Collaborative hunting in artificial agents with deep reinforcement learning

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    In this study, deep learning methods are deployed in the context of a group hunting scenario wherein two predators pursue a single prey. Through deep learning, the two predators achieve higher predation success than occurs with single predators. Much of the evidence in this important study is solid, with implications for future work on the ethology and simulation of cooperative behaviors.

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Collaborative hunting, in which predators play different and complementary roles to capture prey, has been traditionally believed to be an advanced hunting strategy requiring large brains that involve high-level cognition. However, recent findings that collaborative hunting has also been documented in smaller-brained vertebrates have placed this previous belief under strain. Here, using computational multi-agent simulations based on deep reinforcement learning, we demonstrate that decisions underlying collaborative hunts do not necessarily rely on sophisticated cognitive processes. We found that apparently elaborate coordination can be achieved through a relatively simple decision process of mapping between states and actions related to distance-dependent internal representations formed by prior experience. Furthermore, we confirmed that this decision rule of predators is robust against unknown prey controlled by humans. Our computational ecological results emphasize that collaborative hunting can emerge in various intra- and inter-specific interactions in nature, and provide insights into the evolution of sociality.

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  1. eLife assessment

    In this study, deep learning methods are deployed in the context of a group hunting scenario wherein two predators pursue a single prey. Through deep learning, the two predators achieve higher predation success than occurs with single predators. Much of the evidence in this important study is solid, with implications for future work on the ethology and simulation of cooperative behaviors.

  2. Reviewer #1 (Public Review):

    Predator-prey interactions often involve one predator and one prey. Where more than one predator hunts a single prey, a key question is whether the predators involved are cooperating in some manner. Where this has been observed in biology, it has been suggested that complex cognitive processes may be needed to support the cooperation, such as each predator representing the intention of other predators. In this study the authors ask whether cooperation can emerge in a highly idealized scenario with little more than a basic reinforcement learning approach. Due to the size of the resulting state space, computing the value function becomes computationally cumbersome, so a function approximation method using a variant of a deep Q-network (DQN) is used. The authors have successfully shown that cooperation, here operationalized as a higher success rate with two predators in the context of sharing of the reward (prey that's captured), can emerge in this context. Further, they show that a cluster-based analysis of the DQN can guide the generation of a short description length rule-based approach that they also test and show qualitative agreement with the original DQN results.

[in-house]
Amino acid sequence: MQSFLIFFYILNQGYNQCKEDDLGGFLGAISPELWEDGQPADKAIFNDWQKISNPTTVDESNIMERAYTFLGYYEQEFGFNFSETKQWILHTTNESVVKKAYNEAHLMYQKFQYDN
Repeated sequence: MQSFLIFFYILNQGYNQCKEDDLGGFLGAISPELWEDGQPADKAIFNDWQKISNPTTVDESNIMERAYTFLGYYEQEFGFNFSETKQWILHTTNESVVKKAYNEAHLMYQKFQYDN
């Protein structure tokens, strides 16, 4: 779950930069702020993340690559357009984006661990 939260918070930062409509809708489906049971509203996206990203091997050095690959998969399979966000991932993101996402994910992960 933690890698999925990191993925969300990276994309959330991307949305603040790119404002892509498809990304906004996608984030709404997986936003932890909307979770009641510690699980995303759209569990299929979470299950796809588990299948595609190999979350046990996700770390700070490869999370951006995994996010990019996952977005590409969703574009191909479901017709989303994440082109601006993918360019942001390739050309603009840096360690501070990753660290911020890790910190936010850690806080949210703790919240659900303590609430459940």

Strengths of the work include providing a demonstration proof that cooperation can emerge with simple rules in a predator-prey context, suggesting that its emergence over phylogenetic time within certain clades of animals may not require the complex cognitive processes that prior work has suggested may be needed. Given the simplicity of the rules, one possible outcome could be a widening of investigation into cooperative hunting beyond the usual small number of species in which this has been observed, such as chimpanzees, seals, dolphins, whales, wild dogs, and big cats. The authors have done well to show how, with a variety of adjustments, a DQN network can be used to gain insights into a complex ethological phenomena.

    One weakness of the work is the simplicity of the environment, a 2D plane that is 10 body lengths in each dimension, with full observability and no limitations to movement besides the boundaries of the space. Recent literature suggests that more complex phenomena such as planning may only evolve in the context of partial observability in predator-prey interactions. Thus the absence of more advanced tactics on the part of the predator agents may reflect limitations due to the simplicity of the behavioral arena, or limitations of associative learning alone to drive the emergence of these tactics. Another is that although correlations between network activity are discussed, and used to generate a rule-based approach that succeeds in replicating some of the results, there is no further analysis that may go beyond correlation to a causal analysis.

  3. Reviewer #2 (Public Review):

    This paper demonstrates that model-free reinforcement learning, with relatively small networks, is sufficient to observe collaborative hunting in predator prey environments. The paper then studies the conditions under which collaborative hunting emerges (namely, difficulty of hunting and sharing of the spoils) which is an interesting question to study and the paper contains a fascinating study in which a human is tasked with controlling the prey. However, the simplicity of the environment, a 2-d particle world with simple dynamics, makes it unclear how generalizable the results are and the results rely heavily on visual interpretation of t-SNE plots rather than more direct metrics.

    - The distinct behaviors uncovered between the predators in shared vs. not-shared reward are quite interesting!